Well it seems that the subject for last week’s Bookshelf of the Week, didn’t inflame as many bibilophile’s hearts at I would have liked it to. So this week I’m pulling out all the stops in a ‘shock and awe’ style, full frontal attack on the senses, with this incredible shot of the remarkable Philosophical Hall in the Premonstratensian Monastery in Strahov, Prague (for the greatest impact, I urge you to view this shot in full size).
Constructed in the latter quarter of the eighteenth-century to meet the demands of an ever expanding monastic library, Philosophical Hall was built under the guidance of Abbot Václav Mayer, by Italian architect Jan Ignác Palliardi. Showing an excellent attitude towards eco-friendliness (or more probably to save on expenditure), the splendid walnut interior – constructed in the Early Classical Style – is formed from the interior of another Premonstratensian monastery (Louka), which was being made defunct around the time that the Strahov Monastery was getting its ‘upgrade’.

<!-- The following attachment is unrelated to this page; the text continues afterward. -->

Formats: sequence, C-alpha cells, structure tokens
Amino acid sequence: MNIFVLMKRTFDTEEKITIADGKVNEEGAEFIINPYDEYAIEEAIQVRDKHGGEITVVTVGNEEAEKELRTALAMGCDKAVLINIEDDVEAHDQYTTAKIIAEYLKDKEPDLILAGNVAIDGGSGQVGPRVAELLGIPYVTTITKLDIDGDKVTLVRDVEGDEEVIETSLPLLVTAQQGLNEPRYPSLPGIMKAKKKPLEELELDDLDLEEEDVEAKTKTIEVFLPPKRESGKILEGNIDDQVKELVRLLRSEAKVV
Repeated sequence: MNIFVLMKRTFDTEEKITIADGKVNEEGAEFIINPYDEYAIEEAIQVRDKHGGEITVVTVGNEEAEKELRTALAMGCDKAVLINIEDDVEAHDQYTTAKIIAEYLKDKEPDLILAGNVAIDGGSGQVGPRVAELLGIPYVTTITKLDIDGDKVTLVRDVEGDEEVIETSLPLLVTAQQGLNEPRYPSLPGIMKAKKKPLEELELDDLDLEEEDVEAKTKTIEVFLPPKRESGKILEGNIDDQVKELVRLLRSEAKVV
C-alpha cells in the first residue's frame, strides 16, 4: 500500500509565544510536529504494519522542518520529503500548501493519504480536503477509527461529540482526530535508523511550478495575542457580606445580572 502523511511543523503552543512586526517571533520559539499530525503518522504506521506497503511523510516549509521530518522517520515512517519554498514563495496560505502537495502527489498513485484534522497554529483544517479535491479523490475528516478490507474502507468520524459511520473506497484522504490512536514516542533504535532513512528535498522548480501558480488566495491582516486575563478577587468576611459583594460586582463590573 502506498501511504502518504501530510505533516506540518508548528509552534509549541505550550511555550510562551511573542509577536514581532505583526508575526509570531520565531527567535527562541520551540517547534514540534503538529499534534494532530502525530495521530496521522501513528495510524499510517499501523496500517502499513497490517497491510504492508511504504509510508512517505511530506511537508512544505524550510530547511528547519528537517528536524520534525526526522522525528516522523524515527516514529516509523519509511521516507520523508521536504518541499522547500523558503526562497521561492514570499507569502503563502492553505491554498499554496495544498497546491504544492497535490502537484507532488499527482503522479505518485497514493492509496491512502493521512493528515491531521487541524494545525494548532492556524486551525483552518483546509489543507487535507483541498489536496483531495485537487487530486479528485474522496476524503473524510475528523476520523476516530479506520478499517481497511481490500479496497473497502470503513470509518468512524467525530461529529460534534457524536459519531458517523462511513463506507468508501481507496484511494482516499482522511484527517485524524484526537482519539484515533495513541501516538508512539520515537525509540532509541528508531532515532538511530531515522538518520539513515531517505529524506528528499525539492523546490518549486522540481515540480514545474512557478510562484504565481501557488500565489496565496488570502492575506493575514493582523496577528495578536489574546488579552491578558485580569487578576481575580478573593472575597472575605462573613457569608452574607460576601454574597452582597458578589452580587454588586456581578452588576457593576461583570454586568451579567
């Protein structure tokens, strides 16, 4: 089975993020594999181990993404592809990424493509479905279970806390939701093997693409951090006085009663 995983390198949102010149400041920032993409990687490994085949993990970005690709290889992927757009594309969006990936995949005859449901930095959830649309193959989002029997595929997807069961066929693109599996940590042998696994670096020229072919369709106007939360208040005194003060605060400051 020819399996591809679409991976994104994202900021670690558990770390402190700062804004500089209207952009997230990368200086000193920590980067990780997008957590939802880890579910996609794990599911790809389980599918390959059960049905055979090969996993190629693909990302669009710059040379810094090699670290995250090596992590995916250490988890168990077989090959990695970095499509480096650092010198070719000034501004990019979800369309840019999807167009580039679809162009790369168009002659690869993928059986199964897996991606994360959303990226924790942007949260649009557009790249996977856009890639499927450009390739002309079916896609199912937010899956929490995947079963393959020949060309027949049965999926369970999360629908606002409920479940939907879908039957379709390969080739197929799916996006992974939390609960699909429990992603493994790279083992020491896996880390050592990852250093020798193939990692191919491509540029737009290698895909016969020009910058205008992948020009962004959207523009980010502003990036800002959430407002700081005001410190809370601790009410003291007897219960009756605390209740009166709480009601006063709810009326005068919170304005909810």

The incredible ceiling fresco – which for once overshadows both books and bookshelves – is the creation of Austrian painter Anton Maulbertsch. Along with depicting the age-old quest for knowledge, Maulbertsch’s fresco (which is incidentally called Intellectual Progress of Mankind) illustrates various developments in science and religion and the impact that these developments had on one another. What an appropriate theme for a monastic library.
Philosophical Hall has a stunning interior I’m sure you’ll agree, but this space only forms one half of the great Strahov Monastery library. Even older – and some may say even more ornate – is Theological Hall, which was built in the latter half of the seventeenth-century under Abbot Jeroným Hirnhaim. I could go on to show you the interior of this library too but that would be outside of the scope of this feature. Instead I invite you to explore Theological Hall for yourself on the Strahov Monastery website, where, along with 360 degree views of both of these stunning library interiors (unmissable!), you can also find more information on the main star of this week’s Bookshelf of the Week.
So that was Theological Hall dear reader. Did I manage to impress you enough this week?